“It makes our offerings more ‘vanilla’ — it means we can’t decide based on what our community members want, what direction to take the rec center for the benefit of the people who come here and play here,” said Van Etten.

Adams Avenue council chair Dave Rogers said almost $20,000 is currently in the center’s coffers. He is concerned that if the city puts it in a general fund, there won’t be a guarantee that it will be used for the purpose for which it was raised: to pay for projects and activities that benefit kids.

Free or low-cost events like “Halloween Hill” in Golden Hill, with safe trick-or-treating and family fun, are hosted with rec-council funds.

“We have Halloween Hill coming up, and it might mean we won’t be able to hire the vendors — the face painters, the bounce house — because now there is a list of city-approved vendors.”

“This place has gotten as nice as it has with more community involvement,” said Van Etten of Golden Hill’s rec center, on the corner of Golf Course Drive and 26th Street.

“Rec councils provide a buffer of public approval — the community has input,” said Rogers. “The city is basically deleting that.”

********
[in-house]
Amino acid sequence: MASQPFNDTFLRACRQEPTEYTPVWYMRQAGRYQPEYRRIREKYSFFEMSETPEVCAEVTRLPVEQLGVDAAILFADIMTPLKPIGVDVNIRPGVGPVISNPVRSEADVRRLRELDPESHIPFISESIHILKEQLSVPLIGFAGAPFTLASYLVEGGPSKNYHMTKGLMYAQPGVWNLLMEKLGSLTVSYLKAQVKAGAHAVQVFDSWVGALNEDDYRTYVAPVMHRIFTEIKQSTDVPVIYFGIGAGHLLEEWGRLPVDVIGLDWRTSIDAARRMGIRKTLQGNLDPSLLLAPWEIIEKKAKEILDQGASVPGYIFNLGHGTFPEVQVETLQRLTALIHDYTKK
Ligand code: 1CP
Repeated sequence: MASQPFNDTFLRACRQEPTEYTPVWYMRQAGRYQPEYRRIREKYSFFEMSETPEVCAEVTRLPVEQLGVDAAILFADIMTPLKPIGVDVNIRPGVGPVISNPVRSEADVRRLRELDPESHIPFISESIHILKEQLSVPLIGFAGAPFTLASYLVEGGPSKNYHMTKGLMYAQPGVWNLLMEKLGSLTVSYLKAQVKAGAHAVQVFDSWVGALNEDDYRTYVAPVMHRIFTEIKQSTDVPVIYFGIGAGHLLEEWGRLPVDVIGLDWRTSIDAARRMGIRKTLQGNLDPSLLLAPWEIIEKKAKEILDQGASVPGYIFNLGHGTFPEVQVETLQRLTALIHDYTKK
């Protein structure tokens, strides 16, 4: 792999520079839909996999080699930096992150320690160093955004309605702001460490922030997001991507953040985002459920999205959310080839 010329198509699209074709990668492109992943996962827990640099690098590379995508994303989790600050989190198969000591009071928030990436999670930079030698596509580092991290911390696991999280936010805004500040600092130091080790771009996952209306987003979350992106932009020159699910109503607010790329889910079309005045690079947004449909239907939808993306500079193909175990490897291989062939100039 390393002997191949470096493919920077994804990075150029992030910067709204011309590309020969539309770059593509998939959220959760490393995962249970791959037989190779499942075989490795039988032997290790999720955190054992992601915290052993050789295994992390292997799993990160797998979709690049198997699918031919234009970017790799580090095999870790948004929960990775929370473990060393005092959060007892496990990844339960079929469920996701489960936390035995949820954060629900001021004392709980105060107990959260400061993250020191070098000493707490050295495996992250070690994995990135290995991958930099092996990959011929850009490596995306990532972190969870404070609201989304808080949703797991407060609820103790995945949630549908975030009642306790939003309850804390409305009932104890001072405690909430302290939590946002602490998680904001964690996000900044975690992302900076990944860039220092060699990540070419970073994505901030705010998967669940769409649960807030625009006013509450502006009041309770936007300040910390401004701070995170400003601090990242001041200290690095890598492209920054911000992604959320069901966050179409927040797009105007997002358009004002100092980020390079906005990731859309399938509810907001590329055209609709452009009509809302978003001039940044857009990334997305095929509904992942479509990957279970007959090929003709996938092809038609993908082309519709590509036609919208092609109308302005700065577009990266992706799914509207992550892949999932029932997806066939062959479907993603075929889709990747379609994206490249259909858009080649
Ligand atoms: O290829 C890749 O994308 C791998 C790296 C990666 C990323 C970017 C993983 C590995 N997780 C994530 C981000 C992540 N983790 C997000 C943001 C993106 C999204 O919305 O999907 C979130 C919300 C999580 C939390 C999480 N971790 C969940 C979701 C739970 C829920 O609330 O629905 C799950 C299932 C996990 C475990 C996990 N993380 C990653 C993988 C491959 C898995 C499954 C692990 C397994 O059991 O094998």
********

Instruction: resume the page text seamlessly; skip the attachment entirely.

Park and Recreation director Herman Parker could not be reached for comment.

Share / Tools

  • Facebook
  • Twitter
  • Google+
  • AddThis
  • Email

More from SDReader


More socialism and social justice? What if my community is more involved and or more generous with donations or fund raising? Does this mean my dollars go to other parts of the city? If that’s the case, here is my prediction...community donations will dry up and there will be fewer dollar overall. Unwise decisions lead to unintended consequences.

Leorah Gavidor Great story, San Diego Park & DECEPTION Department at the meetings for the chairs of the Recreation counsels stated that the City attorney came to them with there findings like they are victoms and your story tells the truth that the San Diego Park & DECEPTION Department went to the city attorney's office and is now trying to speed up and delete in less than 30 days the 67 years of Rec Counsel history of over site and commuity imput & supporting the kids in there communities. San Diego Park & DECEPTION Department heads Herman Parker, Andrew Field and David Monroe all lied to the people of San Diego ... Shame on all of you. Time for Kevin Faulconer to take control of his depament heads and clean house.

P&R will "manage" the funds through the P (purchase) Card system which has been abused by staff in the past and investigated by Eduardo Luna.